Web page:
As the water continued to seep, Roddick pronounced himself “baffled” and took matters into his own hands. With a “let’s go play,” he led a bewildered Ferrer off to Court 13, a court with no Hawkeye technology and precious few seats compared with Armstrong.
Roddick had not played anywhere but on Ashe since 2002, but now he turned his back in disgust on the Centre’s second court in favour of one he had last used as a junior.
By the time the Roddick and Ferrer score began to tick over again, Murray was done and dusted, 6-2 6-3 6-3, in an hour and three quarters courtesy of 53 unforced errors from Young.
Murray was all over the creative leftie game of the American despite a poor serving performance””47 per cent””that took him immediately to the practice courts to work on his serve before, rain permitting, tomorrow’s quarter-final.
It took a while longer to find out who Murray’s opponent would be, as Isner and Simon took over three and a half hours to sort out their differences, and their differences were, in the end, not very great.
A further two tie-breakers went the way of the first, to Isner, which took him to his first Grand Slam quarter-final.
By now, Nadal had also overcome the early resistance of his opponent to take the next two sets with ease, 6-1, 6-2. Nadal’s form is improving nicely towards the final stages: He made just 11 unforced errors in this one and served at 73 percent.
His handling of the media is also improving nicely and he refused to be drawn on the issue of scheduling or on the players’ influence””or lack of it””in the Grand Slams.
Nor would he be drawn to talk about Roddick as his next opponent. At the time, his friend and compatriot, Ferrer, was still on court: “The match is not over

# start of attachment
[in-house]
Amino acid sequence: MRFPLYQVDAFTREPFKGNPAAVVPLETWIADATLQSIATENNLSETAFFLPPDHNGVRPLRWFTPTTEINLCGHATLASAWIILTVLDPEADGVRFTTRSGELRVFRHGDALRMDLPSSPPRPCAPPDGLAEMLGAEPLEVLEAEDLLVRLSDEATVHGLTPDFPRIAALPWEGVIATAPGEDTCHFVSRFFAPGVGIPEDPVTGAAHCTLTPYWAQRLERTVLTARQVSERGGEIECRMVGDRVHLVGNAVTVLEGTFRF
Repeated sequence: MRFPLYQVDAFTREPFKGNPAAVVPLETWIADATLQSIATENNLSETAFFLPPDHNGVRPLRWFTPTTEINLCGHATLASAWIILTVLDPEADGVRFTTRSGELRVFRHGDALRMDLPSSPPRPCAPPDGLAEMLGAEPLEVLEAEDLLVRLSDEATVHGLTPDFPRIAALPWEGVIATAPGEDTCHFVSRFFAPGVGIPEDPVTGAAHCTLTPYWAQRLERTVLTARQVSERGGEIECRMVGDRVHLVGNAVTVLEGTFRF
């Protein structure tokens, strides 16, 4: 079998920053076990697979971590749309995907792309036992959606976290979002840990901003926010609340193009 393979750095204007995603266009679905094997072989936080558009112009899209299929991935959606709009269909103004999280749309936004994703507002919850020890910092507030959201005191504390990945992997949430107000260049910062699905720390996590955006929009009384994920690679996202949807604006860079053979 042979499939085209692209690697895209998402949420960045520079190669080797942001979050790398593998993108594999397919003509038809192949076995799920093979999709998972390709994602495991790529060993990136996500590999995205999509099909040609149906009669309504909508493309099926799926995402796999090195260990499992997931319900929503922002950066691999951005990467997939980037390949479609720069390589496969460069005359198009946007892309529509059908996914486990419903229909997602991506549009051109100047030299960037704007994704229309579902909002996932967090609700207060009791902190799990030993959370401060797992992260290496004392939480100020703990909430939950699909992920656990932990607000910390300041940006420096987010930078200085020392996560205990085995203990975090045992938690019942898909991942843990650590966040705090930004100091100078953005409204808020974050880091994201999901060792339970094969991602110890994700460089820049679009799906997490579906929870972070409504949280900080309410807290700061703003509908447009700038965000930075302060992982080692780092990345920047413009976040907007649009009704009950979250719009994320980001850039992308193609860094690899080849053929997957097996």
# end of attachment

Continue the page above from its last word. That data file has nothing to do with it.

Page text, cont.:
“It’s two sets to love, but David is back up. I have big respect for Andy, especially he’s very tough to be there for a long time. So will be a big test for me if I play against him. Even if I play against David Ferrer [it is] going to be a very difficult match.”
Nadal was right to withhold judgement. Ferrer not only pulled back the third set but took a break in fourth. However, Roddick, who won his only Grand Slam here in 2003, has the look of a man on a mission and came back at Ferrer to win in four sets 6-3 6-4 3-6 6-3.
Roddick’s recent slide to 21 in the rankings””his first time outside the top 20 since August 2001″”follows a poor run since winning Memphis back in February.
But here he looks at home, and for his quarter-final match against Nadal, he knows he will be back on Arthur Ashe and he know that, barring rain, he will be playing again tomorrow. It could be a blood-on-the-courts moment.
But what of Armstrong? It was closed for the rest of the day’s schedule, leaving Caroline Wozniacki to follow Roddick onto Court 13 to beat Andrea Petkovic in her quarter-final.
The official statement claims: “All courts were completely dried prior to play on Thursday. However, as the sun began to warm, or “bake” the courts, evaporation of these saturated conditions began to surface on Louis Armstrong Stadium. Until this situation is rectified, no further play will occur [there].”
Let’s hope then””for all concerned””that they don’t get any more rain.